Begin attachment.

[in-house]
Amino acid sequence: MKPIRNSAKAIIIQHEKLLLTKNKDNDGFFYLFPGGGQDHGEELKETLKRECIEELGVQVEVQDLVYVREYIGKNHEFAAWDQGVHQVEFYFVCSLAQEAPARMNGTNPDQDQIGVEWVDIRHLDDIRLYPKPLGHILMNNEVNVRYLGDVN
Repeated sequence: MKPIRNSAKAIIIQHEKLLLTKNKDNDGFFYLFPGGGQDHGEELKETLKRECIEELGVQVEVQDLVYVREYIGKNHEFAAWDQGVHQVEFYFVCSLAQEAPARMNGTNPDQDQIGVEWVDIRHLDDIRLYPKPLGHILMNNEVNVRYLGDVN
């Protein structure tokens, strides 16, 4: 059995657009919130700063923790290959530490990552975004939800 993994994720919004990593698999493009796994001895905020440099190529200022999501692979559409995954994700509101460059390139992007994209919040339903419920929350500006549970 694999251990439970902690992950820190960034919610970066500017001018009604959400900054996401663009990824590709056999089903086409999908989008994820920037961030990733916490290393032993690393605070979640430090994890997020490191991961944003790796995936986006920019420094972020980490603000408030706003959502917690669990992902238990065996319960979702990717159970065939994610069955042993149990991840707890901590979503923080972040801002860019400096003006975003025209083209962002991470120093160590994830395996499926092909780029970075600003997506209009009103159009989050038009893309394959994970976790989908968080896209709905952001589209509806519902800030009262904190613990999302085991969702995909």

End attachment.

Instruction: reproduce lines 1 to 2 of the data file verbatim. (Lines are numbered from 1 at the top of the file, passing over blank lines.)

[in-house]
Amino acid sequence: MKPIRNSAKAIIIQHEKLLLTKNKDNDGFFYLFPGGGQDHGEELKETLKRECIEELGVQVEVQDLVYVREYIGKNHEFAAWDQGVHQVEFYFVCSLAQEAPARMNGTNPDQDQIGVEWVDIRHLDDIRLYPKPLGHILMNNEVNVRYLGDVN